According to reports made by his teacher and others who knew him, such injuries reflected a repeated pattern of abuse sustained over the several months he had been in his mother’s custody. She allegedly kidnapped him from the safe keeping of his grandparents.

Gabriel’s teacher said she was so concerned she had his social worker’s numbers on speed dial. She alerted her school principal and the Superintendent of Education. She described to them how the boy would confide in her and expressed her extreme fears for his safety and her frustration that, even as a mandated reporter, there appeared to be nothing she could do to help him.

Gabriel’s death came after neighbors and his teacher made numerous calls to police and CPS to alert them to the levels of abuse the young boy was regularly subjected to. Several social workers visited his home and law enforcement made a visit and yet no authority stepped in to rescue him.

The police were unable to investigate because the alleged abuse was familial, placing it under the jurisdiction of CPS. Abuse committed by a perpetrator external to a victim’s family is treated as a criminal investigation and prosecuted accordingly under a very different set of procedures (see related article: US must redeem shameful child abuse and exploitation record)

Despite very visible injuries and a history of CPS investigations into the family, investigator’s reports determined allegations of abuse were “unsubstantiated” and “unfounded” and the department took no protective action.

One referral was still open, two months after the state’s legal deadline for completing an investigation, at the time of the child’s death on May 24th this year.

The Gabriel Fernandez tragedy comes in the wake of an in-depth, independent report on child fatalities and critical incidents presented personally to DCFS Director, Philip Browning in April last year. The report was commissioned by Los Angeles County Board of Supervisors from the Children’s Special Investigation Unit (CSIU) in response to the unprecedented number of child deaths.  It outlined widespread systemic failure of procedures and practices that required immediate remedial action.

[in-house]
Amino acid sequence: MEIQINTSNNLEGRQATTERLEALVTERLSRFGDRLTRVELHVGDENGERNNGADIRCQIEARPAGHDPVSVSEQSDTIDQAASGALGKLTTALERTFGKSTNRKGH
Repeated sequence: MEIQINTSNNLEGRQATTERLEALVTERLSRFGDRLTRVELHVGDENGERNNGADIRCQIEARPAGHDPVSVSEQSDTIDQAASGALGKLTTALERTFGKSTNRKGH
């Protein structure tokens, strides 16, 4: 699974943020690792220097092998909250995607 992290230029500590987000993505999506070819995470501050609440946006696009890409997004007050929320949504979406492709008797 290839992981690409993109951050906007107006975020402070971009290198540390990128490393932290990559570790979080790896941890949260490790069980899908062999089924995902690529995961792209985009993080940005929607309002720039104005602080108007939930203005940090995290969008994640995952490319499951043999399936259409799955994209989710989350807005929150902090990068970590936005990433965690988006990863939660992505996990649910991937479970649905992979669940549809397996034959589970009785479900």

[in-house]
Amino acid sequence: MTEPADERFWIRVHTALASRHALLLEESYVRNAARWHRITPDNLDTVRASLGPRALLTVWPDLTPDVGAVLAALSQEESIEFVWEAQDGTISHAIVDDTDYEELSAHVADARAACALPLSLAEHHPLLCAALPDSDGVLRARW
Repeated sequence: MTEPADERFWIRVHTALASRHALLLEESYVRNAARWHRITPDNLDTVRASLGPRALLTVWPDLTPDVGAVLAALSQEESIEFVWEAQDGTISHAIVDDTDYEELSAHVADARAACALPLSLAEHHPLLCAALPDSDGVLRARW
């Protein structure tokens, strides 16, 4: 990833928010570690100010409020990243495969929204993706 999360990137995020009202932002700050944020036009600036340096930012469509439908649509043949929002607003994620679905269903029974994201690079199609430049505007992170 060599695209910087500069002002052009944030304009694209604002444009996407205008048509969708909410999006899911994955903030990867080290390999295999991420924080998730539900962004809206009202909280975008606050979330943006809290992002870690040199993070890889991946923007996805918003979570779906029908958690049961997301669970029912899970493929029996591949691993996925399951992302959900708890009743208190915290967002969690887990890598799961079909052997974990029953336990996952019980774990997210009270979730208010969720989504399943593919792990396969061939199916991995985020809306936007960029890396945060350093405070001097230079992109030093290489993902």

The report cited front end investigative failures, the ineffective implementation of decision-making tools and strategies; the need for improved communication, integration and coordination of services; and the need for strategic human resource management.

It significantly noted a need for the clarification of terms such as “abuse unsubstantiated” or “unfounded” and stated:

“When initial contact with a family is flawed, the course for potential disaster is set from day 1 and it becomes very difficult to stop the runaway train.”

The report authors said the fact-based analyses presented a unique opportunity to examine the need and possibility for wholesale change in the way DCFS and the County of Los Angeles carry out the charge of providing services to families and children in crises.

While Gabriel Fernandez has for many become the face of CPS inaction and bungling, Shawn McMillan a civil rights attorney who has specialized in taking CPS cases said he gets around a thousand calls every month from parents looking for representation.

He said complaints may be due to CPS inaction as in Gabriel’s case, but often they cover unnecessary or inappropriate interference. He said the basic problem is social workers too frequently misdiagnose and mishandle cases.

In agreement with the CSIU report, he cited one of the main stumbling blocks for inexperienced social workers was the excessive number of policies governing decision making. He said the 4,000 page, step by step procedural manual effectively overrides critical analyses and sets social workers on an incorrect path of logic that prevents them from analyzing particular sets of circumstances within the appropriate framework.

McMillan said:

“The tactics some social workers use are so unprofessional, yet they get away with it every day, and their faulty evidence gets accepted by courts.”













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Clare O'Toole

Clare O'Toole is a journalist who has written for several Australian publications, including Times of the West and Freemantle Community Radio.  With an MA in Journalism, O'Toole seeks to uncover injustice in the family courts and what happens when families breakdown. 

Contact Clare O'Toole